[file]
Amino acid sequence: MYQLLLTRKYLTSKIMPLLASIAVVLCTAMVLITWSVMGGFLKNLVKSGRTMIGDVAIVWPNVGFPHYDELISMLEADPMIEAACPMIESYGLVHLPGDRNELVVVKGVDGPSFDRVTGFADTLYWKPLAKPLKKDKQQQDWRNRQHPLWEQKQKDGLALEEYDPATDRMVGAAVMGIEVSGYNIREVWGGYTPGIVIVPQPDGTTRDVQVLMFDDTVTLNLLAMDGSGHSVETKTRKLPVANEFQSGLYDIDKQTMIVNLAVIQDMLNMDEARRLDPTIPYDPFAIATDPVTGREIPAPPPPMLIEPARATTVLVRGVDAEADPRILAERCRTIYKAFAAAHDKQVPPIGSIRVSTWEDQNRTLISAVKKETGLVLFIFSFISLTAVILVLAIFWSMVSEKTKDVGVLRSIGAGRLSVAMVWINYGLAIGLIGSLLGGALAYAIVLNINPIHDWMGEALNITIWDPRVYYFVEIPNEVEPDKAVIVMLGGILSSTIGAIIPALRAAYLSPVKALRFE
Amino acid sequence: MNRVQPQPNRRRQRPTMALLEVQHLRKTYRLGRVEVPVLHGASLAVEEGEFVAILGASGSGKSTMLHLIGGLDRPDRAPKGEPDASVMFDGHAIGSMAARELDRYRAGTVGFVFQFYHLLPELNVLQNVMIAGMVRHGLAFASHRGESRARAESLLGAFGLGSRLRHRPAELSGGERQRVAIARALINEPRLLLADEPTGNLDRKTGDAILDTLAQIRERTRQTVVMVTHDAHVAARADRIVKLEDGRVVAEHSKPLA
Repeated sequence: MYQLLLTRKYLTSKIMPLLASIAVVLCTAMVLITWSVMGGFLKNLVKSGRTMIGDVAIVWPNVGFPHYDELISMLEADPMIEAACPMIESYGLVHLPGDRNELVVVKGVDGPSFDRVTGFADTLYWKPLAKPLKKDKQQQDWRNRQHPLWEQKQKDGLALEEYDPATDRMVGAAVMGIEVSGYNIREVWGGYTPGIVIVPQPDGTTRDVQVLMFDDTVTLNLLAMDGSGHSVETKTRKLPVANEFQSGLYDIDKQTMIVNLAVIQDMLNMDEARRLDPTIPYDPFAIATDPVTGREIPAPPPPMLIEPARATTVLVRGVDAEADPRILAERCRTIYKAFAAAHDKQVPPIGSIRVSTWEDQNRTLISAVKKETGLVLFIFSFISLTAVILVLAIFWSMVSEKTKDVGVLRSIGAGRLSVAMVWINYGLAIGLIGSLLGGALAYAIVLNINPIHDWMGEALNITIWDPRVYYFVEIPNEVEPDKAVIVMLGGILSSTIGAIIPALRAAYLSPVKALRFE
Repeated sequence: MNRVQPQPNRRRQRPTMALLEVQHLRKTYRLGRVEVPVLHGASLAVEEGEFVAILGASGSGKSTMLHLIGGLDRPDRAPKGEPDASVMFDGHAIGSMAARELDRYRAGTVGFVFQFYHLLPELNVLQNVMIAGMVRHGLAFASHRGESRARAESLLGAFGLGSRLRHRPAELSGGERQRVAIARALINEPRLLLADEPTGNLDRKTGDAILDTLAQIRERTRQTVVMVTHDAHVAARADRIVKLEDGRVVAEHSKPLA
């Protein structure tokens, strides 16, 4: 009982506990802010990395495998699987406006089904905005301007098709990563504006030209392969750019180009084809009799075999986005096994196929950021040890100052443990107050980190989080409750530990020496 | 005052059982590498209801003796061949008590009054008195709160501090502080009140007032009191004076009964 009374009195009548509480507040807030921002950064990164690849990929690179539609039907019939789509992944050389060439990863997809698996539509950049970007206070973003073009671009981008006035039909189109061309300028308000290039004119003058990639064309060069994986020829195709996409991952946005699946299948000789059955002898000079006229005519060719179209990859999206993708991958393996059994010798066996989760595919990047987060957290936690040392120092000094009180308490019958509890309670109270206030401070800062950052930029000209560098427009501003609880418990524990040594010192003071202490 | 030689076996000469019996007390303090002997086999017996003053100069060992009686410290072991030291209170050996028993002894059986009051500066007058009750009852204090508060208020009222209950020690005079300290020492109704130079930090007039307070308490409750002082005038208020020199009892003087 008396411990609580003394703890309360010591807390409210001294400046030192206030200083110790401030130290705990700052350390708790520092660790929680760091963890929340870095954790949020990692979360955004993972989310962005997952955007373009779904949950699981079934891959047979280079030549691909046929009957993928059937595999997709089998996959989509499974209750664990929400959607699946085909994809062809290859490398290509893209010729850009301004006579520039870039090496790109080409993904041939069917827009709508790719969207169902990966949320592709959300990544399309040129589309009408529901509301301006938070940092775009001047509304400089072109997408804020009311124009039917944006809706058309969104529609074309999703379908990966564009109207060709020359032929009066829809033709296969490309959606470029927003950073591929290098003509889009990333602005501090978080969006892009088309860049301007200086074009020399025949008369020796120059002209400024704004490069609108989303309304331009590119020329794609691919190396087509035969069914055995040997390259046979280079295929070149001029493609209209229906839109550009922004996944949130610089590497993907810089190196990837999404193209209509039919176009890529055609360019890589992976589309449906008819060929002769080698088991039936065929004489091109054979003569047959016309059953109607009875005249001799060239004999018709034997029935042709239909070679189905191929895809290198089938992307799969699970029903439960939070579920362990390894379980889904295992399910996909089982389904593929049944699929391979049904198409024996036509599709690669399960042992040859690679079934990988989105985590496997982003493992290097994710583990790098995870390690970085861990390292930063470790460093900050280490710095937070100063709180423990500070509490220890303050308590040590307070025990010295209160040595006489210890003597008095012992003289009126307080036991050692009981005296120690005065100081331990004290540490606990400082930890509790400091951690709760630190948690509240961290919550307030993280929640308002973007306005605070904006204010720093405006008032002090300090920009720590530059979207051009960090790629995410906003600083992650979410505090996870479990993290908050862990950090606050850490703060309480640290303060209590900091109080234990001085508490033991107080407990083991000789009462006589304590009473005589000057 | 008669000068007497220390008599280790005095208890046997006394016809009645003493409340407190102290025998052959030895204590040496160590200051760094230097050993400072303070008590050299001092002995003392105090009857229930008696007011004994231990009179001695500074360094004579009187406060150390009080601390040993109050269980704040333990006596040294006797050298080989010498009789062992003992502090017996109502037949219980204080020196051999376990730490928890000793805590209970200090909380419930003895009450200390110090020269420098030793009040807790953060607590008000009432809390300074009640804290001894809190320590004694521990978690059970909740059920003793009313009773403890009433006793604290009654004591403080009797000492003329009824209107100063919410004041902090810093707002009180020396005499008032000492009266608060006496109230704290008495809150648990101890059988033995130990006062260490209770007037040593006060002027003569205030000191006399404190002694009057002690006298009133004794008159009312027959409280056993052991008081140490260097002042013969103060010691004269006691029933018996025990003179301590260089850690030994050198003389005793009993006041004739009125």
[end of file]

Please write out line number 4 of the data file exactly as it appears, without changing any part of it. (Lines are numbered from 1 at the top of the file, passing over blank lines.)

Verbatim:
Repeated sequence: MNRVQPQPNRRRQRPTMALLEVQHLRKTYRLGRVEVPVLHGASLAVEEGEFVAILGASGSGKSTMLHLIGGLDRPDRAPKGEPDASVMFDGHAIGSMAARELDRYRAGTVGFVFQFYHLLPELNVLQNVMIAGMVRHGLAFASHRGESRARAESLLGAFGLGSRLRHRPAELSGGERQRVAIARALINEPRLLLADEPTGNLDRKTGDAILDTLAQIRERTRQTVVMVTHDAHVAARADRIVKLEDGRVVAEHSKPLA